Barylewska-Szymańska/Szymański 2003, p. 53. The first Uphagen mentioned by these authors, who belonged to the branch with its residence on the Langgasse, the later Uphagen house, was Arnold Uphagen (1560-1623), who left Flanders around 1585 on account of religious persecution, the family being Protestant. Though not mentioned by the authors, there is a chance that this Arnold was related to Thomas Ophogen of Danzig, for whom Cornelis Ketel painted several works which, according to Karel van Mander, still hung in his residence in 1604. See elsewhere in the present article under Cornelis Ketel.

[6]

The biographical data for Peter Uphagen was taken from Barylewska-Szymańska/Szymański 2003. According to these authors, nothing more is known about his collections, making this the first proof of his activities in this field.

[7]

For a summary of the various versions, see Spinosa 2003, p. 345, cat. no. B2. For an illustration of the version with the inscription in question, see Pérez Sánchez/Spinosa 1992, p. 64, fig. 25. In the meantime originals by Ribera of the four other senses of this series - sight, smell, taste and touch - have turned up. See Pérez Sánchez/Spinosa 1992, pp. 60-64, cat. nos. 2-5, with ill.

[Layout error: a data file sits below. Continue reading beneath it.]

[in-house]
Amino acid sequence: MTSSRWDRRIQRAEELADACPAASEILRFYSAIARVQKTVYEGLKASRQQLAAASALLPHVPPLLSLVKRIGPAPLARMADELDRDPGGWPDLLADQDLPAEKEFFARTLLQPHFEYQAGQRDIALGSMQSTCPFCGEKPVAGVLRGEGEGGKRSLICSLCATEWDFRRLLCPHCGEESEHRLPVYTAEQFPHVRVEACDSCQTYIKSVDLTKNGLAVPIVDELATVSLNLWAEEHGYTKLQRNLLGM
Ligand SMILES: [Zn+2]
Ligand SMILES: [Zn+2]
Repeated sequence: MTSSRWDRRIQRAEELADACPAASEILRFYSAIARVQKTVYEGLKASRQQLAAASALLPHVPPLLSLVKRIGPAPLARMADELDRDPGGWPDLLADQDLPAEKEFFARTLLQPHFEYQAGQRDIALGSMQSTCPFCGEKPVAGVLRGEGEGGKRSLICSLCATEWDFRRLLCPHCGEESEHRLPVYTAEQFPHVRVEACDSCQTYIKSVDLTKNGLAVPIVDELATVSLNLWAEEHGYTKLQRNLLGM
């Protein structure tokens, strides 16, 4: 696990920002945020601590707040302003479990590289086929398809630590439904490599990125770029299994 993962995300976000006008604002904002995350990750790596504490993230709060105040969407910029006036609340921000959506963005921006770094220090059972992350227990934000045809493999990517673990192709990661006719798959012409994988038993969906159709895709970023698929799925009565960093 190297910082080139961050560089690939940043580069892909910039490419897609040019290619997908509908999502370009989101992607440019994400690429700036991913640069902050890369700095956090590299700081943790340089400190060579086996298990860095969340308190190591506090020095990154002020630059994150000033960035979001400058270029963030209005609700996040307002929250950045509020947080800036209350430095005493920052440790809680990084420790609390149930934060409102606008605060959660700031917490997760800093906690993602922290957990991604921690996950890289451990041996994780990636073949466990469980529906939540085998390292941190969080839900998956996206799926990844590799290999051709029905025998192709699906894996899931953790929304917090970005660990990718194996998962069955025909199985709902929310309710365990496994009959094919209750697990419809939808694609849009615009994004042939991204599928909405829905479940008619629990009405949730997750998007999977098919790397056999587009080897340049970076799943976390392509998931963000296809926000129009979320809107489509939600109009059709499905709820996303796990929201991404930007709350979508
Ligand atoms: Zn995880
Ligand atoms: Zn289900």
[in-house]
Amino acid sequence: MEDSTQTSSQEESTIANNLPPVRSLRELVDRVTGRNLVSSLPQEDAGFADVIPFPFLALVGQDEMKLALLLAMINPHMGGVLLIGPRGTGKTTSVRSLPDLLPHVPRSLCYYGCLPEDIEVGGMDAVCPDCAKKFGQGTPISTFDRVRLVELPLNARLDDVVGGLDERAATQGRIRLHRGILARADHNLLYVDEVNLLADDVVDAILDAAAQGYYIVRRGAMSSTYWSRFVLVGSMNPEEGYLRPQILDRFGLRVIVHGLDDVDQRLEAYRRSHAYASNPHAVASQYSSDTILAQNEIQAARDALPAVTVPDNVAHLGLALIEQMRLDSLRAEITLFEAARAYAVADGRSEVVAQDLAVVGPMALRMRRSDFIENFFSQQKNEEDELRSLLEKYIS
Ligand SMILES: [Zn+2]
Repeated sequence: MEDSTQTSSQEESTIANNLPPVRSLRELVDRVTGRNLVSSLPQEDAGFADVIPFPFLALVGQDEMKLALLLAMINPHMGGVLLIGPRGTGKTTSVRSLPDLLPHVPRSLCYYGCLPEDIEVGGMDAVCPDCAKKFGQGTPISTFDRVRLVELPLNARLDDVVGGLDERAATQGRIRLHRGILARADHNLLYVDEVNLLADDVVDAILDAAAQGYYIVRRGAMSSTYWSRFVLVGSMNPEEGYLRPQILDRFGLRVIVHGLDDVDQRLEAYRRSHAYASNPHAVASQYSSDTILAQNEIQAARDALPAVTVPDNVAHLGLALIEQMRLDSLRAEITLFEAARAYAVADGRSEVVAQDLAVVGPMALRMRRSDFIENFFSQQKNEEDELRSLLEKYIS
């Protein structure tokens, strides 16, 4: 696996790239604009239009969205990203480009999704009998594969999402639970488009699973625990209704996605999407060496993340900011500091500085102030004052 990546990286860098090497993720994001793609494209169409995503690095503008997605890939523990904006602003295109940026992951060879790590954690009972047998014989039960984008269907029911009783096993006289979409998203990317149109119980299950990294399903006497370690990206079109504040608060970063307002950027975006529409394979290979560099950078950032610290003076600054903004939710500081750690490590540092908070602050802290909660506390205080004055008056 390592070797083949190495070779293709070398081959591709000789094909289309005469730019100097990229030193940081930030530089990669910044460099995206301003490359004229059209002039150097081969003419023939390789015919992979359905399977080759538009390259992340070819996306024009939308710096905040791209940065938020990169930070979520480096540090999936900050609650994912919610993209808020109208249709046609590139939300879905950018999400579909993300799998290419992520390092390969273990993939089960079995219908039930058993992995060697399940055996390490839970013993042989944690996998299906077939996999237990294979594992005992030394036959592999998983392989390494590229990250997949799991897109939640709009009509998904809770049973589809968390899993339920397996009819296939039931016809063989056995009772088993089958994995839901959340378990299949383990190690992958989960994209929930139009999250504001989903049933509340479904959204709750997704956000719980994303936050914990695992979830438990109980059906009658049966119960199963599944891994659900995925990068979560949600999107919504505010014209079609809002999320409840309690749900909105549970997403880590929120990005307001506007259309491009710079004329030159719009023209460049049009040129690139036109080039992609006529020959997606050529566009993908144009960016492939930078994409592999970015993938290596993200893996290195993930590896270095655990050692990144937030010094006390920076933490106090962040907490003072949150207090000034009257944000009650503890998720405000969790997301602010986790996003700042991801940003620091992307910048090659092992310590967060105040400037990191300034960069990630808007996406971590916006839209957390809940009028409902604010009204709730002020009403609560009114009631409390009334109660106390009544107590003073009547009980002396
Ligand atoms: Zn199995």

[8]

Von Holst 1934, p. 63.

[9]

Von Holst 1934, p. 68. There are differing opinions about the exact dates of birth and death for Gabriel, baptized Gabriel Friedrich, Schumann, varying from 3 January 1702 to 3 or 5 June 1702 for his birth and 23 or 24 May 1764 for his death. See the ‘Stammtafel Schumann’, Familienblatt Schu-35/e, being a section of Die Danziger Ratsfamilie Schumann, no. 9, of the ‘Aufsätze über die ostpreusische Verwandtschaft’, a part of the highly elaborate website of Hans-Dietrich Lemmel, Das Lemmel-Archiv. See: http://geneal.lemmel.at/SchumannDanzig.html (consulted: September 2013).

[10]

The family’s progenitor was Michael Schumann, a knight of the Teutonic Order, who lived around the time of the battle of Tannenberg (Stębark) (15 July 1410) and who is to have descended from the Prussian ruler Skomand (c. 1225-c. 1285), a progenitor of the Prussian branch of the Sudauer. For information about the battle of Tannenberg, see http://nl.wikipedia.org/wiki/Slag_bij_Tannenberg_%281410%29 (consulted: September 2013). For Skomand see http://de.wikipedia.org/wiki/Skomand_von_Sudauen ( consulted: September 2013). Konitz (Chojnice) is a city located about 100 kilometers to the southwest of Gdańsk. Until 1917 it fell under West Prussia, but it is now a part of the Polish province Pomorskie (Pomerania).

[11]

See Lemmel 2007-2013.

[12]

The paintings are mentioned in Von Holst 1934, pp. 62-65. The information about Schumanns marriages as well as about his collection of sculptures is taken from Chodyński 2002, pp. 171-212, esp. p. 198.

Datum laatste wijziging: Dec 19, 2013 04:07 PM